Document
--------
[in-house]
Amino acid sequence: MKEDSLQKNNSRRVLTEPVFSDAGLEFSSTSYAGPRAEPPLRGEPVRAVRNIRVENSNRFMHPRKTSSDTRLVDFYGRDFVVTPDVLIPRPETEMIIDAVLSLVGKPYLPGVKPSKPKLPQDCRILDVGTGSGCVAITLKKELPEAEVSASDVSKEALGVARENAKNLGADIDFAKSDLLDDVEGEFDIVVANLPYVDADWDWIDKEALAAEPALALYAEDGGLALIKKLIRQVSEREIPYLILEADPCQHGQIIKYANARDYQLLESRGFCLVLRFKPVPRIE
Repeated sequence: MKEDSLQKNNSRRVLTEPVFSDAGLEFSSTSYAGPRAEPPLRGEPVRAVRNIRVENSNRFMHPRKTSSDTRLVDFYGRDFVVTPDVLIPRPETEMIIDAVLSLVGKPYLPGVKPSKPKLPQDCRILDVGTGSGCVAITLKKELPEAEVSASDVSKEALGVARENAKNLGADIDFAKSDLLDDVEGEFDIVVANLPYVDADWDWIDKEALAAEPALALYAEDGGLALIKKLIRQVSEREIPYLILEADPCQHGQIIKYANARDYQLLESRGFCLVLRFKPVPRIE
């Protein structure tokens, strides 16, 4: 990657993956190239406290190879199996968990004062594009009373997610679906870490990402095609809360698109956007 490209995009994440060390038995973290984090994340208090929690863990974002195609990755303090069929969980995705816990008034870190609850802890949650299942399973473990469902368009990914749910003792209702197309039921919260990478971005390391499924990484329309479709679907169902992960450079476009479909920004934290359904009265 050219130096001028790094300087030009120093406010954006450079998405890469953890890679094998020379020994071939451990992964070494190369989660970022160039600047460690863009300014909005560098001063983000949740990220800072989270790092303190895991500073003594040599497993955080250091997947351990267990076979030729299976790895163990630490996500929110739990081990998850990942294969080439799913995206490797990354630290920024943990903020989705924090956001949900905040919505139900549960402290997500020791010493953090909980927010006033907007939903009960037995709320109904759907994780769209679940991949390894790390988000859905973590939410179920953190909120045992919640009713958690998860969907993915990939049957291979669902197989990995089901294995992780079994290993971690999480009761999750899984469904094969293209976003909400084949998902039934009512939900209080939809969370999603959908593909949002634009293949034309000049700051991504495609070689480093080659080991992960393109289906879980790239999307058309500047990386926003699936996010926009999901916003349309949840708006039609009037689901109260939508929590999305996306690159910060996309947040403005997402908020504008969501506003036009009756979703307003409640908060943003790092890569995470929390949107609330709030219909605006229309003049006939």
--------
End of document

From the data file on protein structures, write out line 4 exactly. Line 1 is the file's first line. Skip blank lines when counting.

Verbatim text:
């Protein structure tokens, strides 16, 4: 990657993956190239406290190879199996968990004062594009009373997610679906870490990402095609809360698109956007 490209995009994440060390038995973290984090994340208090929690863990974002195609990755303090069929969980995705816990008034870190609850802890949650299942399973473990469902368009990914749910003792209702197309039921919260990478971005390391499924990484329309479709679907169902992960450079476009479909920004934290359904009265 050219130096001028790094300087030009120093406010954006450079998405890469953890890679094998020379020994071939451990992964070494190369989660970022160039600047460690863009300014909005560098001063983000949740990220800072989270790092303190895991500073003594040599497993955080250091997947351990267990076979030729299976790895163990630490996500929110739990081990998850990942294969080439799913995206490797990354630290920024943990903020989705924090956001949900905040919505139900549960402290997500020791010493953090909980927010006033907007939903009960037995709320109904759907994780769209679940991949390894790390988000859905973590939410179920953190909120045992919640009713958690998860969907993915990939049957291979669902197989990995089901294995992780079994290993971690999480009761999750899984469904094969293209976003909400084949998902039934009512939900209080939809969370999603959908593909949002634009293949034309000049700051991504495609070689480093080659080991992960393109289906879980790239999307058309500047990386926003699936996010926009999901916003349309949840708006039609009037689901109260939508929590999305996306690159910060996309947040403005997402908020504008969501506003036009009756979703307003409640908060943003790092890569995470929390949107609330709030219909605006229309003049006939």